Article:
stem

2月 122016
 

North Carolina has over 300 miles of wide, flat Atlantic beaches as well as the highest mountain in the eastern United States, Mount Mitchell. The variety is impressive for a state that isn't even in the top half of the 50 states by size. One key reason is geometric: North Carolina […]

The scholastic chess championship for all of North Carolina was published on SAS Voices.

8月 182015
 

In my local paper this morning, I read about how a North Carolina state commission plans to recommend changes to our teaching standards for mathematics. One of the topics that they want to bring back: Roman numerals. Why? According to my exhaustive 30 seconds of Internet research, the only practical applications of Roman numerals are: I) understanding Super Bowl numbering, and II) reading the time on old-fashion clocks.

But I don't need convincing. I believe that there are other advantages of teaching Roman numerals. The main lesson is this: the world has not always revolved around "base 10" numbering, and actually it still doesn't today. Having the ability to express numbers in other forms helps us to understand history, passage of time, technology, and even philosophy*.

In the popular media, binary (base 2) is famous for being "the language of computers". That may be so, but binary is not usually the language of computer programmers. When I was a kid, I spent many hours programming graphics on my TI 99/4A computer. I became proficient in translating decimal to hexadecimal (base 16) to binary -- all to express how the pixels would be drawn on the screen and in what color. Due to lack of practice and today's availability of handy tools and higher-level programming languages, I have since lost the ability to calculate all of these in my head. I also lost the ability to solve any Rubik's Cube that I pick up -- there go all of my party tricks.

But the SAS programming language retains many fun math tricks, including the ability to express numbers in many different ways, instantly. Here's an example of one number expressed six (or 6 or VI or 0110) different ways.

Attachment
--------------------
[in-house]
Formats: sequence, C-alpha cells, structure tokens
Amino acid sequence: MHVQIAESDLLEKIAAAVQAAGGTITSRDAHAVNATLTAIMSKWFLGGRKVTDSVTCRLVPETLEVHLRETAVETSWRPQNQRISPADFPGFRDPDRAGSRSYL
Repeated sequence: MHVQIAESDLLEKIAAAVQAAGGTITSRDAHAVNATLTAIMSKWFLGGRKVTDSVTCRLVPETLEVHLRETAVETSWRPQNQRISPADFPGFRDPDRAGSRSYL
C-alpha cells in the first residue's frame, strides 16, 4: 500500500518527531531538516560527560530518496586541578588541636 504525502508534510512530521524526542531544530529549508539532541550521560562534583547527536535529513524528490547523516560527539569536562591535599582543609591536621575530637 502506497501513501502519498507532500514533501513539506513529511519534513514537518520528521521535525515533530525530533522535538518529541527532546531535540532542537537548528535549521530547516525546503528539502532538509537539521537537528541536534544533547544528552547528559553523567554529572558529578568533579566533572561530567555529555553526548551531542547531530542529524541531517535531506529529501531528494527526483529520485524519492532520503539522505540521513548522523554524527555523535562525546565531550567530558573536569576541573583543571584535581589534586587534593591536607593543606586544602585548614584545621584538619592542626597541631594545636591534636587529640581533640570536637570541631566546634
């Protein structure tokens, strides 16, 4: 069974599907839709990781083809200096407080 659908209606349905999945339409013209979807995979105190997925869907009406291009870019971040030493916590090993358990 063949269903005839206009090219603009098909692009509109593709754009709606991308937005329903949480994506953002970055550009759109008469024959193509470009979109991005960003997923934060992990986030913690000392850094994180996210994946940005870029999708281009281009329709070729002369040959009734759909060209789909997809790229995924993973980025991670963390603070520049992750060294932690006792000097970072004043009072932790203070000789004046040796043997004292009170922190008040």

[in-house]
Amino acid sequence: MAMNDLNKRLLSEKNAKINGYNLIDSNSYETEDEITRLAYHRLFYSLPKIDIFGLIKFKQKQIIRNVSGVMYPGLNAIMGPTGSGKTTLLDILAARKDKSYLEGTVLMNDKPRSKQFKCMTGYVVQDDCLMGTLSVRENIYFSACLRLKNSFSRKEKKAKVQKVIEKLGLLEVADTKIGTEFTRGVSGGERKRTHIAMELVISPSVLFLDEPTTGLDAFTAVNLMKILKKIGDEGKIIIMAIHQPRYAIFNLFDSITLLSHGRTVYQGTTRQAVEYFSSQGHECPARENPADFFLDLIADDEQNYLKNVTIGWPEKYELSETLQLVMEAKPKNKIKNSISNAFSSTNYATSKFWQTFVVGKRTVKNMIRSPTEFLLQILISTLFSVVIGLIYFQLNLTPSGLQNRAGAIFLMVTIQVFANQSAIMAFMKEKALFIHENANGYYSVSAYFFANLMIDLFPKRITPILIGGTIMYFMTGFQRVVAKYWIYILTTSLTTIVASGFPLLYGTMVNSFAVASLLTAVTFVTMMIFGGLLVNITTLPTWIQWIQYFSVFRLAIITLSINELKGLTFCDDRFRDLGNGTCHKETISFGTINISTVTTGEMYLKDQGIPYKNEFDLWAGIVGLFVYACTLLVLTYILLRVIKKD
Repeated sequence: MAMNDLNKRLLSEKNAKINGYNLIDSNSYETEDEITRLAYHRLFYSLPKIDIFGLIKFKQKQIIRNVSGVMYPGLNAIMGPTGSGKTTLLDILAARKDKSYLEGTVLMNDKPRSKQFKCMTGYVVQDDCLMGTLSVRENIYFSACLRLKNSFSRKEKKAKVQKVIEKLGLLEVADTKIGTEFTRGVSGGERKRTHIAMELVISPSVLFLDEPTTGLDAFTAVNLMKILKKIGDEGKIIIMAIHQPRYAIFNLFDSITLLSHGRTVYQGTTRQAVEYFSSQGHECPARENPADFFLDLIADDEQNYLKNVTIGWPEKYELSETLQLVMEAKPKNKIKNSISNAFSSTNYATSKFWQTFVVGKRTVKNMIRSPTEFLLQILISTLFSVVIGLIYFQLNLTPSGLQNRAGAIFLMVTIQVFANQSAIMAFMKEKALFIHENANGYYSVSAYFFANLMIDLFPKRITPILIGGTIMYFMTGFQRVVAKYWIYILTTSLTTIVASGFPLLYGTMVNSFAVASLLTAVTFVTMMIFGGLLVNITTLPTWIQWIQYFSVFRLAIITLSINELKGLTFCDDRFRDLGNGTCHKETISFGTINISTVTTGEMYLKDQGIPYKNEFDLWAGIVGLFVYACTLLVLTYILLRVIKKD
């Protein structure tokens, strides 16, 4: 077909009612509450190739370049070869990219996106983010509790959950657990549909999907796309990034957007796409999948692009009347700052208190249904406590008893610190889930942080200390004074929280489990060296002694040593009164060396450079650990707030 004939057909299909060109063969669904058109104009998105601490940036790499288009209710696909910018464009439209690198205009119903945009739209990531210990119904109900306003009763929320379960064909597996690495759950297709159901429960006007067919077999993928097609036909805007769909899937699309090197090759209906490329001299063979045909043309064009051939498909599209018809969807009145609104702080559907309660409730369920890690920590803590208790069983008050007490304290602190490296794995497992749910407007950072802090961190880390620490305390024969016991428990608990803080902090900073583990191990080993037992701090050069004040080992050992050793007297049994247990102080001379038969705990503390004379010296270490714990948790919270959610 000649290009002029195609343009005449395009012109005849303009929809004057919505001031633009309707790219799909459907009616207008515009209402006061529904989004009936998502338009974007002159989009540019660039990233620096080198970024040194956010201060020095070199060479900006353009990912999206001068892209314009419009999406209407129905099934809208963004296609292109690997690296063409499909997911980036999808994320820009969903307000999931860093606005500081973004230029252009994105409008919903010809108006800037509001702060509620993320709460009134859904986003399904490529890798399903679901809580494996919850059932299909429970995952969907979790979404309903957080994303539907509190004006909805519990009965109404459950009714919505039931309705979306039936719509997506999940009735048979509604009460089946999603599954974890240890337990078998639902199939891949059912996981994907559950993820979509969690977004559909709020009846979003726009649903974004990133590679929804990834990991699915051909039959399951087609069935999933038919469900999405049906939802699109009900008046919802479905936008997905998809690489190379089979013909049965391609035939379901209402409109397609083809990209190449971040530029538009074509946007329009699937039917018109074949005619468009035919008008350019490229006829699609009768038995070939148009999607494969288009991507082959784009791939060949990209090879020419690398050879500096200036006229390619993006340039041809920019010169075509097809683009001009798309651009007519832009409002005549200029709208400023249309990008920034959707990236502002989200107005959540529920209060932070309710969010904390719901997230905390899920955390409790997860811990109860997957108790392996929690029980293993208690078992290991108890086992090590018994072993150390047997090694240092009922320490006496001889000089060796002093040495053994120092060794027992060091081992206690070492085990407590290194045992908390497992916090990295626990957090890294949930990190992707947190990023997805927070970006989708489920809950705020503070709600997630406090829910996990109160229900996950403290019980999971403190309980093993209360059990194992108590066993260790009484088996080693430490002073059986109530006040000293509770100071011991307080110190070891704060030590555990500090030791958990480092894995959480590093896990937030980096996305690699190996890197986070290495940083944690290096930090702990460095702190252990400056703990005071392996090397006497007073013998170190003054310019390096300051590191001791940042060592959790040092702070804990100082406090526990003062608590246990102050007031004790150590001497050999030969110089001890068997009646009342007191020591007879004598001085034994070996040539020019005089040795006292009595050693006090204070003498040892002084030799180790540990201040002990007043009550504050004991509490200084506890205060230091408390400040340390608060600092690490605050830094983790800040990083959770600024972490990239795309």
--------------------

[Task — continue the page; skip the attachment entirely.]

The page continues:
data _null_;
  x = 1956;
  put  / 'Decimal: '     x=best12.;
  put  / 'Roman: '       x=roman10.;
  put  / 'Word: '        x=words50.;
  put  / 'Binary: '      x=binary20.;
  put  / 'Octal: '       x=octal10.;
  put  / 'Hexadecimal: ' x=hex6.;
run;

The output:

Decimal: x=1956
Roman: x=MCMLVI
Word: x=one thousand nine hundred fifty-six
Binary: x=00000000011110100100
Octal: x=0000003644
Hexadecimal: x=0007A4

You might never need some of these number systems or SAS formats in your job, but knowing them makes you a more interesting person. If nothing else, it's a skill that you can trot out during cocktail parties. (I guess I attend different sorts of parties now.)

* For example, the number 'zero' has not always been with us. Introducing it into our numbering system allows us to think about 'nothing' in ways that earlier societies could not.

tags: formats, stem

The post Why should we teach Roman numerals? appeared first on The SAS Dummy.

7月 292015
 

Summer break is in full swing for most students, but many parents and those who volunteer in the classroom continue to be interested in ways to keep the momentum going. That desire brought together a panel of SAS Curriculum Pathways staff at an education-based event last month at SAS world […]

The post School’s out, but STEM's in appeared first on Generation SAS.

3月 092015
 
Chess as a team sport? Sure, it’s like singles tennis as a team sport: the team score is an aggregate of individual results. Team chess is everywhere from local three-round weekend afternoon chess tournaments to the biennial Chess Olympiad where national chess teams compete for the Hamilton-Russell Cup. Just like tennis teams, chess […]
3月 112014
 
It is always important to continue to sell the value of analytics within your organization, especially to your leaders.   Usually, these type of results are delivered via reports, dashboards, or emails.   However did you know that analytics: Detects when expensive machinery like electrical submersible pumps (ESP) or oil platforms need maintenance before [...]
8月 302013
 
Ed says the great jobs of tomorrow will be in the fields of science, technology, engineering, and mathematics (STEM). Unfortunately, people with disabilities are currently underrepresented in these fields. So, the accessibility team here at SAS is working hard to make sure that analytical tools are accessible for everyone. This [...]
8月 132013
 
As part of its celebration of the International Year of Statistics, SAS invites 24 teachers to learn more about statistical techniques and the use of SAS in the classroom. It’s back to school a little early for a group of AP Statistics teachers from North Carolina. The 24 teachers spent […]
7月 182013
 
High Schools That Work is the nation's largest school improvement initiative for high school leaders and teachers with more than 1,200 sites in 30 states.  This week marks their annual staff development conference and brings together more than 5,000 school leaders and educators. The theme of this year’s conference is […]
5月 212013
 
SAS is offering summer workshops for high school teachers interested in integrating SAS into their high school programs.  Join a growing network of teachers who are providing students with an advantage in their college and career aspirations. SAS Programming for High School - summer training program for teachers The summer [...]